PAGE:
Byron’s “Cowardly Self-conceit”

When Dante Alighieri or William Shakespeare, when John Milton or when Victor Hugo may be pleased to speak as one not unconscious of his own greatness, such consciousness will be confounded with vanity by no man who does not bear as a birth-mark the sign of the tribe of Zoilus: it would show a certain degree of weakness and incompetence, if the greatest among men and writers should alone be doomed to share the incapacity of their meanest assailants to perceive or to acknowledge that they are not less than great. Far different from the high and haughty equity of such men's self-knowledge and self-reverence is the malevolent and cowardly self-conceit of a Byron, ever shuffling and swaggering and cringing and backbiting in a breath. The most remarkable point in his pretentious and restless egotism is that a man capable of writing such bad verse should ever have been capable of seeing, even in part, how very-bad it was; how very hollow were its claims; how very-ignorant, impudent, and foolish, was the rabble rout of its adorers. [71-72]

Byron’s Political Opinions a Major Cause of His Popularity

On the day when it shall become accepted as a canon of criticism that the political work and the political opinions of a poet are to weigh nothing in the balance which suspends his reputation — on that day the best part of the fame of Byron will fly up and vanish into air. Setting aside mere instances of passionately cynical burlesque, and perhaps one or two exceptional examples of apparently sincere though vehemently demonstrative personal feeling, we find little really living or really praiseworthy work of Byron's which has not in it some direct or indirect touch of political emotion. [75]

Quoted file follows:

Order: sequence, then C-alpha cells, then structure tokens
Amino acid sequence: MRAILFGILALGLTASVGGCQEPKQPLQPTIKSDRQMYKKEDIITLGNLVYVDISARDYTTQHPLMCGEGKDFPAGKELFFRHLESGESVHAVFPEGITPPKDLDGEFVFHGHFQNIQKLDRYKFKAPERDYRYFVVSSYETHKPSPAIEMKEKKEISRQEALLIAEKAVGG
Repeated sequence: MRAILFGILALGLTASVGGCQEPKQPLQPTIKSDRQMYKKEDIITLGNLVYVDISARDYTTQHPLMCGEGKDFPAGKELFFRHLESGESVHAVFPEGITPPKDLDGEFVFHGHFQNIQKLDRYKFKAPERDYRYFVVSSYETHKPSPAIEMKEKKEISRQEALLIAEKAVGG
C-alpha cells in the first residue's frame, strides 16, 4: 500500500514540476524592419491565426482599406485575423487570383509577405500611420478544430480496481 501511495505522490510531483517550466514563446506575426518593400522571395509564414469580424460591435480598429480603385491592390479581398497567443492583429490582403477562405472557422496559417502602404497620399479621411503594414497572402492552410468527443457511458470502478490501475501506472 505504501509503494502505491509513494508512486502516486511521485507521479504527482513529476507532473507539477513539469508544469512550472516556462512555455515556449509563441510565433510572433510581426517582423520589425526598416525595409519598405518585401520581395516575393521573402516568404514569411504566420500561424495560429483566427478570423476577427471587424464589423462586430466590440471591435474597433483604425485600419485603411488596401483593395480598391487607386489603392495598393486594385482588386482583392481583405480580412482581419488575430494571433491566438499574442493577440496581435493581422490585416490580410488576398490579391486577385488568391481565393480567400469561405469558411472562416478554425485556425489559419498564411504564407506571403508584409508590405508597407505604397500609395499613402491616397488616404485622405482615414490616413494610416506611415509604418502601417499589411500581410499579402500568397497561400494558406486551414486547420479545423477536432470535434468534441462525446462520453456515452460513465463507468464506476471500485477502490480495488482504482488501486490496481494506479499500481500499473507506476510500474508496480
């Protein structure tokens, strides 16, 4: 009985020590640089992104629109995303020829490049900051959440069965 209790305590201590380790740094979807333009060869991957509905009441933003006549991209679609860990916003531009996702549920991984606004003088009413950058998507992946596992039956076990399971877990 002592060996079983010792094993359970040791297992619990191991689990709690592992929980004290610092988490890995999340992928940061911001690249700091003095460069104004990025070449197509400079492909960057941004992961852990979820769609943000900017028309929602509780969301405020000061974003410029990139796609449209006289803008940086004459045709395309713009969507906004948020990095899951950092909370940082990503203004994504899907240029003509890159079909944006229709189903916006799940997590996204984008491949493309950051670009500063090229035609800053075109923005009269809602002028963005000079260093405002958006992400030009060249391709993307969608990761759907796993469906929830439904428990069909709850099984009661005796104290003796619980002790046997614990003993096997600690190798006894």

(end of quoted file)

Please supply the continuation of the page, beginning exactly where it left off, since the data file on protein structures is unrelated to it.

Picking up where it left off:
Byron’s “blundering, floundering, lumbering and stumbling stanzas”

On taking up a fairly good version of Childe Harold's Pilgrimage in French or Italian prose, a reader whose eyes and ears are not hopelessly sealed against all distinction of good from bad in rhythm or in style will infallibly be struck by the vast improvement which the text has undergone in the course of translation. The blundering, floundering, lumbering and stumbling stanzas, transmuted into prose and transfigured into grammar, reveal the real and latent force of rhetorical energy that is in them : the gasping, ranting, wheezing, broken-winded verse has been transformed into really effective and fluent oratory. . . . Childe Harold gains by being done out of wretchedly bad metre into decently good prose : the New Testament did not gain more by being translated out of canine Greek into divine English. Not that even under these improved conditions Byron's is comparable to the work of a first-rate orator or preacher ; but one may perceive how men to whom English poetry was a strange tongue might mistake it for an impressive and effective example of English poetry. [76]


Swinburne, Algernon Charles. “Wordsworth and Byron.” Miscellanies. London: Chatto & Windus, 1886. 63-156. Internet Archive online version of a copy in the University of Toronto Library, Web. 5 April 2020.

Last modified 7 April 2020